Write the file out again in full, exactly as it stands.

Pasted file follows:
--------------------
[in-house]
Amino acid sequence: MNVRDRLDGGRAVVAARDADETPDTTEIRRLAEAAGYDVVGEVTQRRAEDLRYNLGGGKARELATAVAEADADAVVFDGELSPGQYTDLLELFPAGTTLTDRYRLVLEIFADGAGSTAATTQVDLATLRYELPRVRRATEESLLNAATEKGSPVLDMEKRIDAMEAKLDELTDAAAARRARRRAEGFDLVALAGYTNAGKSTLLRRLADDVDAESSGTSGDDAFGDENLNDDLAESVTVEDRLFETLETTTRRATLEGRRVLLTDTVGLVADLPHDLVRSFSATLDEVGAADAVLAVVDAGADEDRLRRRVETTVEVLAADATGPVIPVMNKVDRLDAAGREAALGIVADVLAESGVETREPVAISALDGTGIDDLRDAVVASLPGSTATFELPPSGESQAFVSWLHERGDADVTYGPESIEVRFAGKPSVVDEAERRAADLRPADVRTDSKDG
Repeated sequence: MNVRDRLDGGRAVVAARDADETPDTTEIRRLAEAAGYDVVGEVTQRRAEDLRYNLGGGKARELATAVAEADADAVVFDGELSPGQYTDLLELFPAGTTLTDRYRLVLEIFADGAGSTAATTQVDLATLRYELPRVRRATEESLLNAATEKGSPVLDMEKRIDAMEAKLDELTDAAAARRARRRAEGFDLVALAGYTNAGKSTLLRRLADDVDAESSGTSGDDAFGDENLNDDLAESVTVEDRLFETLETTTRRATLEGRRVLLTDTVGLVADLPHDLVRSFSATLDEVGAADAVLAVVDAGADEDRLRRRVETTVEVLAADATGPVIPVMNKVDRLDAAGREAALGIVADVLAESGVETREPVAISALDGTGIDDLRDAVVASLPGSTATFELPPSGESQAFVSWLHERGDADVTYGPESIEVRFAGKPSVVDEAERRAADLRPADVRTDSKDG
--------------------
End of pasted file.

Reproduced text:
[in-house]
Amino acid sequence: MNVRDRLDGGRAVVAARDADETPDTTEIRRLAEAAGYDVVGEVTQRRAEDLRYNLGGGKARELATAVAEADADAVVFDGELSPGQYTDLLELFPAGTTLTDRYRLVLEIFADGAGSTAATTQVDLATLRYELPRVRRATEESLLNAATEKGSPVLDMEKRIDAMEAKLDELTDAAAARRARRRAEGFDLVALAGYTNAGKSTLLRRLADDVDAESSGTSGDDAFGDENLNDDLAESVTVEDRLFETLETTTRRATLEGRRVLLTDTVGLVADLPHDLVRSFSATLDEVGAADAVLAVVDAGADEDRLRRRVETTVEVLAADATGPVIPVMNKVDRLDAAGREAALGIVADVLAESGVETREPVAISALDGTGIDDLRDAVVASLPGSTATFELPPSGESQAFVSWLHERGDADVTYGPESIEVRFAGKPSVVDEAERRAADLRPADVRTDSKDG
Repeated sequence: MNVRDRLDGGRAVVAARDADETPDTTEIRRLAEAAGYDVVGEVTQRRAEDLRYNLGGGKARELATAVAEADADAVVFDGELSPGQYTDLLELFPAGTTLTDRYRLVLEIFADGAGSTAATTQVDLATLRYELPRVRRATEESLLNAATEKGSPVLDMEKRIDAMEAKLDELTDAAAARRARRRAEGFDLVALAGYTNAGKSTLLRRLADDVDAESSGTSGDDAFGDENLNDDLAESVTVEDRLFETLETTTRRATLEGRRVLLTDTVGLVADLPHDLVRSFSATLDEVGAADAVLAVVDAGADEDRLRRRVETTVEVLAADATGPVIPVMNKVDRLDAAGREAALGIVADVLAESGVETREPVAISALDGTGIDDLRDAVVASLPGSTATFELPPSGESQAFVSWLHERGDADVTYGPESIEVRFAGKPSVVDEAERRAADLRPADVRTDSKDG